How’s Your Memory?

February 18, 2021 by  
Filed under Daily Devotions, Life Topics

By Rosemary Flaaten –

My personality is such that I tend to live in the moment and dream of the future. I enjoy the friendships of today and am always on the lookout for my next best friend. I revel in that which I’m presently engrossed as well as the opportunities before me.

Unfortunately, my memory of the past is less robust. I have a general recollection of events or people, but details of the past all too often don’t stick to my memory board.

A weak memory muscle can be beneficial. I’m also likely to forget the details of stressful situations or strained relationships and the times I felt embarrassed or ashamed quickly fade. I probably won’t remember people I met who I didn’t like or who brushed me off. The past, rather than remaining detail specific, tends to get put into the blender of my mind and gets chopped up and mixed together.

Thankfully though, I’m also aware that this is a weakness and the negative effect it has on me. I have come to realize that the most acute danger is forgetting the blessings bestowed by God into my life. The Psalmist David directs us to “Praise the Lord, O my soul, and forget not all his benefits. (Psalm 103:2 NIV). We are directed to remember every single blessing that God has given us.

For a memory–challenged person like me, this presents a real test that requires discipline. Choosing to start each prayer with thanksgiving helps me focus, even just for a brief second, on the faithfulness of God. Every day I choose to reflect on the multitude of ways God has evidenced His goodness to me. God’s unending grace and love is a blessing that must remain in the forefront of my gratitude. I keep a journal that chronicles the details of what I have learned from the Holy Spirit and Scripture. I daily exercise my ability to recall.

PRAYER: Lord, help me to remember Your faithfulness and out of these memories, may gratitude and praise flow freely.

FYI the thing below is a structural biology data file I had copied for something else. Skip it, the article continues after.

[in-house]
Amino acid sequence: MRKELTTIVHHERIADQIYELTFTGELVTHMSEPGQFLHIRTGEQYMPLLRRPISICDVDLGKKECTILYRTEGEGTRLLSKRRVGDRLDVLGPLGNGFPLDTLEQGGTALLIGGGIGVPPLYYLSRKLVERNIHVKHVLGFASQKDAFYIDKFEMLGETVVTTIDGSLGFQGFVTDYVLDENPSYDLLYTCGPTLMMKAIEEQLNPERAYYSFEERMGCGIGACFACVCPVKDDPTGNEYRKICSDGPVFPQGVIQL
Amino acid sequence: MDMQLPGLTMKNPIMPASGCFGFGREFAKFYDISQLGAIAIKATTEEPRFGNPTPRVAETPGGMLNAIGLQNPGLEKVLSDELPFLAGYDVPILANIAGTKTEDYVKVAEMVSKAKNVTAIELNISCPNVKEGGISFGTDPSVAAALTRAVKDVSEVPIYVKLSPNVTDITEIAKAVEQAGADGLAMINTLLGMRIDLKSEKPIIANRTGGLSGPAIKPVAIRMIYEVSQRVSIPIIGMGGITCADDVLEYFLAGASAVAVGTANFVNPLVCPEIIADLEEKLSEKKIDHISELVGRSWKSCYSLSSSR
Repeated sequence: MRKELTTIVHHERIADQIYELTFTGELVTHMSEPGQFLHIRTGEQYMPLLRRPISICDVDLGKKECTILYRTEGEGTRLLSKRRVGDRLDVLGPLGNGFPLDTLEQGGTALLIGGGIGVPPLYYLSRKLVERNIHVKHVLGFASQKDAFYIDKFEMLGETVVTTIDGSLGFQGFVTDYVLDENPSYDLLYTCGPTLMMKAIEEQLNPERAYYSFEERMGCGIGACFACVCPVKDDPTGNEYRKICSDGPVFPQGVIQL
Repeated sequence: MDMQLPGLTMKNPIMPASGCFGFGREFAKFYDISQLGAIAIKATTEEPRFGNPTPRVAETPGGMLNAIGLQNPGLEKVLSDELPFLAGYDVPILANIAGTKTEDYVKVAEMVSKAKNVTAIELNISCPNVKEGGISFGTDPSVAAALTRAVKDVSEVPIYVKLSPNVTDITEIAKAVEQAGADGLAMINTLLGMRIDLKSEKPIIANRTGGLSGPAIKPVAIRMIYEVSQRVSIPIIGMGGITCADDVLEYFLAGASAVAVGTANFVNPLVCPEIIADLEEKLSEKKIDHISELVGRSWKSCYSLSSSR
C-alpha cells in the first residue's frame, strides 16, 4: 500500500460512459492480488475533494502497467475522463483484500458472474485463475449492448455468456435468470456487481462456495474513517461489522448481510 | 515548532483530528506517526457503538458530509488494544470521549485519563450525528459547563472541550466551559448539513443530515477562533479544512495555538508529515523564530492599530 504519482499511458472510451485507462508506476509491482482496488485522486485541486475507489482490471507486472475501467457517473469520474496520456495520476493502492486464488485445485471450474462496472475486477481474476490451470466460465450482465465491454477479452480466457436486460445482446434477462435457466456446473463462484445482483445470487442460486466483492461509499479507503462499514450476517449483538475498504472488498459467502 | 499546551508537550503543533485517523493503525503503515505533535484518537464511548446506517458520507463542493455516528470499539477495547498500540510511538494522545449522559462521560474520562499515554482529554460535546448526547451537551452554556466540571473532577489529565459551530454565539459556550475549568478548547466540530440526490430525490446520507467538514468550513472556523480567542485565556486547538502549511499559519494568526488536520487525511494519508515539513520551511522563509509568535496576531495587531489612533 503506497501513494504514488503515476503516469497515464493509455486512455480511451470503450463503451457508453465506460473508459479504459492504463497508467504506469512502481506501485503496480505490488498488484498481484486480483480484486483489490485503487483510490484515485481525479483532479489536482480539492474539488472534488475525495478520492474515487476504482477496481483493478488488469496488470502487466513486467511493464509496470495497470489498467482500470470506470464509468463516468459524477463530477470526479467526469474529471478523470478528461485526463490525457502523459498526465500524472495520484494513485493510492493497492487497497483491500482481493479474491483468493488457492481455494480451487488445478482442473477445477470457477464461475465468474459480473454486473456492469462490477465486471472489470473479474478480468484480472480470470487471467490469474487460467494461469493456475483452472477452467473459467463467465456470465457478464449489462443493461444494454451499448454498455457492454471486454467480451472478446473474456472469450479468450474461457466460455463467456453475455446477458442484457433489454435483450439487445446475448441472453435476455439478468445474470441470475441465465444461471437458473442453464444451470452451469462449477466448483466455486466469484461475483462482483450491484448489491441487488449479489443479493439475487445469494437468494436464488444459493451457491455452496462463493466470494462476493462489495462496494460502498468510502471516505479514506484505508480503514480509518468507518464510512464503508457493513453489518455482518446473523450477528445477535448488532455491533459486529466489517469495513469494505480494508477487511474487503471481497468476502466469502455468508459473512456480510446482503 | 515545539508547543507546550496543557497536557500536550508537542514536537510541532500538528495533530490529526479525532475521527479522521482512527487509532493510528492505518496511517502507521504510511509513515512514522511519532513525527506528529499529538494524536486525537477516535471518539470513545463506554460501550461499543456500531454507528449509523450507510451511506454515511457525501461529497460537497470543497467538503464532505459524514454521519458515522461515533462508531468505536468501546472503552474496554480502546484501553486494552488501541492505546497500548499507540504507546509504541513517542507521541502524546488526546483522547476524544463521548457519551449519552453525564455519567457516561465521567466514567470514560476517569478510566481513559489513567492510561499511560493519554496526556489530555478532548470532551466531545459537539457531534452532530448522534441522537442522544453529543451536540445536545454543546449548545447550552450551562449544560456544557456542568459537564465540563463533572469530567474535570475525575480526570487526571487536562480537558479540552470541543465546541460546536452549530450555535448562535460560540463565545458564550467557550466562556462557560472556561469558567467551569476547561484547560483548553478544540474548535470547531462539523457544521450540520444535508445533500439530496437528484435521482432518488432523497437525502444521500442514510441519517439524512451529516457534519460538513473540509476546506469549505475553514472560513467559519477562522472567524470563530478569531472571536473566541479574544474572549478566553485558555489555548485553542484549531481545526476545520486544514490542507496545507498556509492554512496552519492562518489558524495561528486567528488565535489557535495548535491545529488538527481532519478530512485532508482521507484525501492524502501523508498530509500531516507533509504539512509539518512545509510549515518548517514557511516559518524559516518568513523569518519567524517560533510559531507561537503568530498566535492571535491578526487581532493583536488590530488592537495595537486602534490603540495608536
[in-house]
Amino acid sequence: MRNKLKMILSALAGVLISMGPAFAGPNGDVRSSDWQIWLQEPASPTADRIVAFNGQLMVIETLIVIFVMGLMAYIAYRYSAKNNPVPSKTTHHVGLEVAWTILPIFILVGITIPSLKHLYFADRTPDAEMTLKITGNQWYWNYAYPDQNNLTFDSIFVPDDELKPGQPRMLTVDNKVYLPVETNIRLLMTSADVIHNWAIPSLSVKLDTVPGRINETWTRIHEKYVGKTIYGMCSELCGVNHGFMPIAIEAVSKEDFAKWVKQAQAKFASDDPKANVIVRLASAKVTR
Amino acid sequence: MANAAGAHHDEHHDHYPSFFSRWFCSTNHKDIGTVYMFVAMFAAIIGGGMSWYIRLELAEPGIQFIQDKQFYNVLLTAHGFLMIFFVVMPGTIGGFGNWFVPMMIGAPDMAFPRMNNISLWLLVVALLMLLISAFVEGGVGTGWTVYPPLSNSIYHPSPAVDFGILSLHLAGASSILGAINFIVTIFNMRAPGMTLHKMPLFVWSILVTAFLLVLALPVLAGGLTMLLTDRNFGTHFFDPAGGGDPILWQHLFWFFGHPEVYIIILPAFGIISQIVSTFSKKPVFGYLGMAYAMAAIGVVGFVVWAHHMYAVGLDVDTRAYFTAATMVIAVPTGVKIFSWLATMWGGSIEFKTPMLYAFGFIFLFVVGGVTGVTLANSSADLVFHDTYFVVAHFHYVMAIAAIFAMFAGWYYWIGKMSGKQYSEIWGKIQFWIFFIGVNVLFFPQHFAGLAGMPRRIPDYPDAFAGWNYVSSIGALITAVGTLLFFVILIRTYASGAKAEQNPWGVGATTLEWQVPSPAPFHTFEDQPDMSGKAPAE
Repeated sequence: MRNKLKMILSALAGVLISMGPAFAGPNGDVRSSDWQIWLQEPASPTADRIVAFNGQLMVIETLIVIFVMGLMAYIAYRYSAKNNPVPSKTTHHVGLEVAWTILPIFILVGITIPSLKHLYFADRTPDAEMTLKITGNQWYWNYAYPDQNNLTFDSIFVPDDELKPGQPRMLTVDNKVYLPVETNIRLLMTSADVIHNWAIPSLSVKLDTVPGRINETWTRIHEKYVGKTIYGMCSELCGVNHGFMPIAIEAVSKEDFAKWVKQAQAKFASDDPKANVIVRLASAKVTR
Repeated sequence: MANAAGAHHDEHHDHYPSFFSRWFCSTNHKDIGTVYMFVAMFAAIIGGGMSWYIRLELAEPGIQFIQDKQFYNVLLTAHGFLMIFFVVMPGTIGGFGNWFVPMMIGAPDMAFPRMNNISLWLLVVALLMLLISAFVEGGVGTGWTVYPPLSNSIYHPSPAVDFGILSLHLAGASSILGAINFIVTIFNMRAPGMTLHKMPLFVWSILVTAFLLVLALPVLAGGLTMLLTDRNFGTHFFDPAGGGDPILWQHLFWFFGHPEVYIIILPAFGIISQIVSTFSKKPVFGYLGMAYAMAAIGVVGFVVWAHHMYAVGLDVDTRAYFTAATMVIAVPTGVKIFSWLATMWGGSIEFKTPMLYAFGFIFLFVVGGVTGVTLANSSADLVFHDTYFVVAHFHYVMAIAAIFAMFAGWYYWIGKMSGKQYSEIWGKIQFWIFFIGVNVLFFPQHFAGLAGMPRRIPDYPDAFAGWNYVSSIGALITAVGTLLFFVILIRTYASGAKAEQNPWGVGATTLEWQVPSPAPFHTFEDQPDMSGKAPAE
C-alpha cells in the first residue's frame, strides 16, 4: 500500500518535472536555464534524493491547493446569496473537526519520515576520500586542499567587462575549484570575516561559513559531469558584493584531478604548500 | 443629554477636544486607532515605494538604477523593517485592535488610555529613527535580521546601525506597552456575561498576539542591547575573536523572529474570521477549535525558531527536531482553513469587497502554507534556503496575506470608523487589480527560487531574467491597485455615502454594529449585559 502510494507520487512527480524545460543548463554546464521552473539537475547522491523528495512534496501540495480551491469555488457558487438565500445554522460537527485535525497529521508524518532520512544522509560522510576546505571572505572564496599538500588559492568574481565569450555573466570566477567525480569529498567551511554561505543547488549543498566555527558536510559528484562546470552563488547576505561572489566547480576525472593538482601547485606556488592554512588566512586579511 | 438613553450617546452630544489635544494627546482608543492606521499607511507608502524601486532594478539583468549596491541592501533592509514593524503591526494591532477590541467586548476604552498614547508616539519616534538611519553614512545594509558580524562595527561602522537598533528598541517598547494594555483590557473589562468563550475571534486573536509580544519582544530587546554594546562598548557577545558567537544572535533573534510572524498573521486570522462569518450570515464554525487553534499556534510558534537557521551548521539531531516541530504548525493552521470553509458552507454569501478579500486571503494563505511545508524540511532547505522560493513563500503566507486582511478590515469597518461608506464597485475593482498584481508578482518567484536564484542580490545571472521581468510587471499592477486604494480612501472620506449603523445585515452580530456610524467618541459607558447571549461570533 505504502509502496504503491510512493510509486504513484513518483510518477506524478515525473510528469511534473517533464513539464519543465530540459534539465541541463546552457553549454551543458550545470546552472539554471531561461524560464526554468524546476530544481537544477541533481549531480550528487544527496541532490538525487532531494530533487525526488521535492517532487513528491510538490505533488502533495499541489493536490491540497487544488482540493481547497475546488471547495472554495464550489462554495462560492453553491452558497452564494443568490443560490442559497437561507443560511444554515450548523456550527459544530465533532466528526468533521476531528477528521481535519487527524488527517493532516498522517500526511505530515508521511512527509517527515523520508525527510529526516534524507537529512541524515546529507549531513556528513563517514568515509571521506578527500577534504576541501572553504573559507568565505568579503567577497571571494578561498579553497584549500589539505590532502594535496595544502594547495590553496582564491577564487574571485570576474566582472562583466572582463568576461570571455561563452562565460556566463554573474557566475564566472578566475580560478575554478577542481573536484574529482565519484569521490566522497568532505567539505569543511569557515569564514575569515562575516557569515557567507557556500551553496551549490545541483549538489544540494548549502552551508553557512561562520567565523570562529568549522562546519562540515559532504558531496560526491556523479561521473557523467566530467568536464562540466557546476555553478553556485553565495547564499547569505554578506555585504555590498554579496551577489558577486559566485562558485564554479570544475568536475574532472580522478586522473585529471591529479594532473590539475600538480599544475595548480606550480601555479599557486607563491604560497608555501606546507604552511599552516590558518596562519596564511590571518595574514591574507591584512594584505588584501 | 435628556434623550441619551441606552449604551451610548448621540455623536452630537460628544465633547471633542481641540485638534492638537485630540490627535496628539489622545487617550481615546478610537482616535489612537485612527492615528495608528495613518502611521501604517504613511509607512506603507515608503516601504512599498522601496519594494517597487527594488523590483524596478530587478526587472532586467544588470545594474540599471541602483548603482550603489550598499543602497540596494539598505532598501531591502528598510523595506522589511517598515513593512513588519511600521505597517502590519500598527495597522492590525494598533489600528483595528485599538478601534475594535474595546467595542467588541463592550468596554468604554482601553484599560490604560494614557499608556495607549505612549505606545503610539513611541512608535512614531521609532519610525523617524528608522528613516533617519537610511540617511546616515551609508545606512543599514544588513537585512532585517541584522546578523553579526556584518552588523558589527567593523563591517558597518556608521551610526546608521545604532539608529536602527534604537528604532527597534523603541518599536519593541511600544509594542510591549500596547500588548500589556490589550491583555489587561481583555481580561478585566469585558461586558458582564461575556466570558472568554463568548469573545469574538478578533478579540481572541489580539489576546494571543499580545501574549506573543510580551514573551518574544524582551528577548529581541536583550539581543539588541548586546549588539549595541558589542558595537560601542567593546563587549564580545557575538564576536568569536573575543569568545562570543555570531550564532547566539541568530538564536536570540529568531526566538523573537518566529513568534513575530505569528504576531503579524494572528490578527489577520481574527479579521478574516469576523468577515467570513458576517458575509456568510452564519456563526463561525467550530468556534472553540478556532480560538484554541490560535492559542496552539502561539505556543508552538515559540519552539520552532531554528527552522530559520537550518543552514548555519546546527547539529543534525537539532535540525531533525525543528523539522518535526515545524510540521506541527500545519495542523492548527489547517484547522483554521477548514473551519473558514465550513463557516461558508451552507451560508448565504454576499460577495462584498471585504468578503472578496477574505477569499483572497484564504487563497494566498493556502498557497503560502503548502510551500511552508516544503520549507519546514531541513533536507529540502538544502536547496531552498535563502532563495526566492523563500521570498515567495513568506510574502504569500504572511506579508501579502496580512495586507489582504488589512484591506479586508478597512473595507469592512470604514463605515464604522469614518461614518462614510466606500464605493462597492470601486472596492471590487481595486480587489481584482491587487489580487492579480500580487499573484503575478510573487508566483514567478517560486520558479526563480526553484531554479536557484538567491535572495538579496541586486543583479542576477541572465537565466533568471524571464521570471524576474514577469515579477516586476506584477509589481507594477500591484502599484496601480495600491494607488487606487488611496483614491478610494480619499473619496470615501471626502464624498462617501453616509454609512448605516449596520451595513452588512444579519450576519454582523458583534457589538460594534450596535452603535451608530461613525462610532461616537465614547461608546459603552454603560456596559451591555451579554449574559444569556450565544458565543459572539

“Yet this I call to mind and there I have hope: Because of the Lord’s great love we are not consumed, for His compassions never fail. They are new every morning; great is Thy faithfulness” (Lamentations 3:21 NIV).

Too Much Baggage

January 22, 2021 by  
Filed under Daily Devotions, Humorous

By Rosemary Flaaten –

“I’m sorry you have more baggage than is allowed with this ticket.” These words, spoken by the airline employee, sent my mind racing. What would I leave behind? I surveyed the suitcases bulging with books and new purchases. Suddenly the term “carry-on” took on a whole new meaning as I envisioned going into the restroom to slip on another layer of sweaters, change my flats to boots and fill up my briefcase in hopes of falling within the allotted baggage allowance.

“Baggage” can refer to the suitcases we take on trains, but it also is a quasi-psychological term that refers to the emotional things that encumber us. It is our baggage that restricts our freedom, progress, development or adaptability. Let me retell a story from 1 Samuel 8 & 9 that attests to the ongoing struggle with baggage in our lives.

“We want a King!” demanded the Israelites. So, God gave them the desires of their hearts and chose Saul whose view of himself was, “I’m only a Benjamite, from the smallest of Israel’s tribes and from the most insignificant in the tribe at that.”

One would think that Saul, having been chosen by the most highly respected Prophet of the day, having been told that he was to become a leader for the people, and having experienced such personal transformation, would move into this new role with enthusiasm. Unfortunately, it didn’t happen that way!

The people were assembled. The crown was ready. Saul’s name has been called, but where was he? Samuel can’t find him and so enquires of God. God’s response should stop each one of us in our tracks. God finds Saul, the man He has chosen and equipped to become king, “hidden among the baggage.” Saul’s sense of inferiority, based on his heritage, became baggage that impeded his movement into the role God had for him.